Issey Miyake‘s latest innovations, to debut in fall, 2006, build on the computer-driven manufacturing process he first developed, with design engineer Dai Fujiwara.
In 1997, the duo invented A-POC (an acronym for “a piece of cloth”), a means of knitting or weaving entire pieces of clothing — no sewing needed. Because the process produced material that wouldn’t fray, wearers could then customize the clothes as they saw fit.
Miyake and Fujiwara are now pushing the A-POC process in directions that could potentially revolutionize the way mass-market goods like upholstered home furnishings and jeans are manufactured. And because no sewing is involved, A-POC technology might eventually eliminate the use of sweatshops and lower costs in both fields.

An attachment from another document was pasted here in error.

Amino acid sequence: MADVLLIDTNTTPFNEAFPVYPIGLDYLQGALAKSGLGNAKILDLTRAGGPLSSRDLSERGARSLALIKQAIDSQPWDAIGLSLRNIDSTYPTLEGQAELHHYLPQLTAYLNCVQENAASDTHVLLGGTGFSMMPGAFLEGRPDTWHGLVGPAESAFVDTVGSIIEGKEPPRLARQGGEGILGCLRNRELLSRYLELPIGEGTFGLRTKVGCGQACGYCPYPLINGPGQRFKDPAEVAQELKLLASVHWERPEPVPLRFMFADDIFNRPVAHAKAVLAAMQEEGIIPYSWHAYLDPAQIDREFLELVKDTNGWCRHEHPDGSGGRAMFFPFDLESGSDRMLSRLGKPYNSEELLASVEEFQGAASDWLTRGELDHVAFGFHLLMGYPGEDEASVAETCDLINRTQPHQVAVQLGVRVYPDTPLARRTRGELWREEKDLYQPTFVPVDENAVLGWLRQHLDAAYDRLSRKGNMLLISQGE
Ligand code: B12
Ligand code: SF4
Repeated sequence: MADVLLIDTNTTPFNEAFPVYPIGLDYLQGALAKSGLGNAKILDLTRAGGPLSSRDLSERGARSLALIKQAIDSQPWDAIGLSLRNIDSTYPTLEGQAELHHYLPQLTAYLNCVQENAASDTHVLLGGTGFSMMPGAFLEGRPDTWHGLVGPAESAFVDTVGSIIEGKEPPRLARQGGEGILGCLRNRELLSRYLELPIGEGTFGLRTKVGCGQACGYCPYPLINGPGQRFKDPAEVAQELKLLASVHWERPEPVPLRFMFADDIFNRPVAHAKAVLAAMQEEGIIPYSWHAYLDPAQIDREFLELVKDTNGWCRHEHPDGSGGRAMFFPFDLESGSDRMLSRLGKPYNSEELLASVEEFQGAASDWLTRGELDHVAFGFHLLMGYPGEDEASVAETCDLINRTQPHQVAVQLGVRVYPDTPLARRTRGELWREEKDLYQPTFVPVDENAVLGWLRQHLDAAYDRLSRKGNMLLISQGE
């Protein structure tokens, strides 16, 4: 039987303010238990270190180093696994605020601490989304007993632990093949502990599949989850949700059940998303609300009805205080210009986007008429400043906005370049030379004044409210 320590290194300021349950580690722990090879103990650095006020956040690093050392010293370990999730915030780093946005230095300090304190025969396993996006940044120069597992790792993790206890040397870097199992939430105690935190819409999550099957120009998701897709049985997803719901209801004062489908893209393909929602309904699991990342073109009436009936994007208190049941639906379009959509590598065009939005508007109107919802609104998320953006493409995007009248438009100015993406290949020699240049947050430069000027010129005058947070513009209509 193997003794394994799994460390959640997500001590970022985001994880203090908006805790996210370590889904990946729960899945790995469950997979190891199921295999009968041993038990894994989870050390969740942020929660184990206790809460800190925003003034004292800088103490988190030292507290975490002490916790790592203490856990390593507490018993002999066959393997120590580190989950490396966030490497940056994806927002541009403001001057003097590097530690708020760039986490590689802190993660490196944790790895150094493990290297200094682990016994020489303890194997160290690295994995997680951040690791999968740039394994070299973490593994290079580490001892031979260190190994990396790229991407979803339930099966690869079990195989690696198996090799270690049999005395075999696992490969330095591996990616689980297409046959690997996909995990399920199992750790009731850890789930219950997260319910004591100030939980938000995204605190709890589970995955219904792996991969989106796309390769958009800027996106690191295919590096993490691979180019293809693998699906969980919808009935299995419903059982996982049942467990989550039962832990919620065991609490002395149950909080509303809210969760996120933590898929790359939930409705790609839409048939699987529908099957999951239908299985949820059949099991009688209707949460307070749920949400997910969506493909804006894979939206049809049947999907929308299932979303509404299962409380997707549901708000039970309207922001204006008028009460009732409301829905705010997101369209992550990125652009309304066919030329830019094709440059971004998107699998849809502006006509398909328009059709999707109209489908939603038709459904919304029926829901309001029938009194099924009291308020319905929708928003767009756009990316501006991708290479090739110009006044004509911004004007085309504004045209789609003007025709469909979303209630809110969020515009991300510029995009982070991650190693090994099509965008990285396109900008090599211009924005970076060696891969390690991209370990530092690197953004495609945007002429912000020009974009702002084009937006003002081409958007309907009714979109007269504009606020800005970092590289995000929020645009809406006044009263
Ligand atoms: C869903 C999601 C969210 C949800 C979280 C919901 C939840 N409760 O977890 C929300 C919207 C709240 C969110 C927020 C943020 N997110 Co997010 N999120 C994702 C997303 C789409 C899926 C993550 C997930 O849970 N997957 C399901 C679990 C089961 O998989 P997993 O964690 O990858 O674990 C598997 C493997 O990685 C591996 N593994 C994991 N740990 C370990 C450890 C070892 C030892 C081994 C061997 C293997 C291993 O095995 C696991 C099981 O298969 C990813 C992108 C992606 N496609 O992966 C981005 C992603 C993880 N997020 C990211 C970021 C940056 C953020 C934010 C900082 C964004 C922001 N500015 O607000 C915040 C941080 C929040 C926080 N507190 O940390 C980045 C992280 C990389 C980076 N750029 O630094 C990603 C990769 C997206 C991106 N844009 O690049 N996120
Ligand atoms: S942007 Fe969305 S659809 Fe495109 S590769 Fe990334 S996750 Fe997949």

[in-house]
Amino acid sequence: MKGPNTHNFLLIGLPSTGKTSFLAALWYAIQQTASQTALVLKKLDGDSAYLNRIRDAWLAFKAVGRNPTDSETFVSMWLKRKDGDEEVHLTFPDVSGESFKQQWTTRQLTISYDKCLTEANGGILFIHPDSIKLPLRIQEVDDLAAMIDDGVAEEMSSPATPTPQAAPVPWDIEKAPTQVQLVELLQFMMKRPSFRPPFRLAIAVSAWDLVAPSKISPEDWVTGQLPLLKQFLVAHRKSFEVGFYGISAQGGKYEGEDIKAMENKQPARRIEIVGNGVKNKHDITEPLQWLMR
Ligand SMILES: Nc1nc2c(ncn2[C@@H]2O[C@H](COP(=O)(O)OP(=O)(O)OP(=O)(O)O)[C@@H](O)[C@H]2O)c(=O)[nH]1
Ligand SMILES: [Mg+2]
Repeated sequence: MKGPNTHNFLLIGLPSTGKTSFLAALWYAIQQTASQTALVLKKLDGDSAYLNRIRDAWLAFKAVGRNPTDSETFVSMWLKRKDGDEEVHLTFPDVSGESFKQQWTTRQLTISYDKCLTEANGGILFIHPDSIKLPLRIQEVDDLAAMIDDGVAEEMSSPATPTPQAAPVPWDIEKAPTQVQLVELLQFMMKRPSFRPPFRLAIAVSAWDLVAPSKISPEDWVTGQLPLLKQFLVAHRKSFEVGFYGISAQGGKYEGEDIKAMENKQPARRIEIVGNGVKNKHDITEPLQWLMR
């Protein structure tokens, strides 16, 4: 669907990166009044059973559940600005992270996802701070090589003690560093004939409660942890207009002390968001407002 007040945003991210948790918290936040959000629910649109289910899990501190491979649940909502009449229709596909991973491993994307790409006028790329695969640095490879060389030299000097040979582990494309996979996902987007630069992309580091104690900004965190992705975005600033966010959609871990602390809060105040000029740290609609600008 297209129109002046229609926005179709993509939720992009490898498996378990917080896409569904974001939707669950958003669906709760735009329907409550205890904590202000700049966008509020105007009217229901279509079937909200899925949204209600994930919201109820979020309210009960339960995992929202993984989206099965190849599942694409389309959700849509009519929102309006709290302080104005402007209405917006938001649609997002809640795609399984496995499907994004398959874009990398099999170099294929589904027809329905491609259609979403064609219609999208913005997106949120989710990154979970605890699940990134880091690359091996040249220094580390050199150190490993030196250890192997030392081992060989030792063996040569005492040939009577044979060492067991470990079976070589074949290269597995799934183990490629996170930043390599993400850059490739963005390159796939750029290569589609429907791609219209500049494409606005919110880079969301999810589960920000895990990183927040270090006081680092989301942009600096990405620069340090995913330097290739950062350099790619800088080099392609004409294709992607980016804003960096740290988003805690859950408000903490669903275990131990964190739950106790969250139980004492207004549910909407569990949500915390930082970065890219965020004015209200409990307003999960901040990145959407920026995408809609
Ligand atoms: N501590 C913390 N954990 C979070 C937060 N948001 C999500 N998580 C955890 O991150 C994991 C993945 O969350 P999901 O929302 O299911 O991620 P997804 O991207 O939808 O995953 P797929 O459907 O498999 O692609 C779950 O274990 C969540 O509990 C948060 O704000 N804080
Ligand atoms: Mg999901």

Before the end of 2006, Miyake will launch a product co-designed with Ron Arad that blurs the edges between designer clothing and designer chairs. Called Gemini, it’s a streamlined, body-cushioning pillow, made of A-POC fabric, and designed to be used as a cover for Arad’s plastic Ripple Chair. But what makes Gemini ingenious is that it can also be worn as a body-hugging jacket.
The A-POC Gemini chair cover and the Ripple chair will make their retail debut in mid-fall.
Related: Oliver Peyricot’s wearable chairs, Assa Ashuach’s 501 chair and My Trousers (a pair of trousers with a built-in seat, pictures above), GoPingPong’s wearable furniture collection, Hussein Chalayan‘s Living Room and Afterward collections (images below) which refer to the reality regugees have to face when they are forced to leave all their belongings behind them.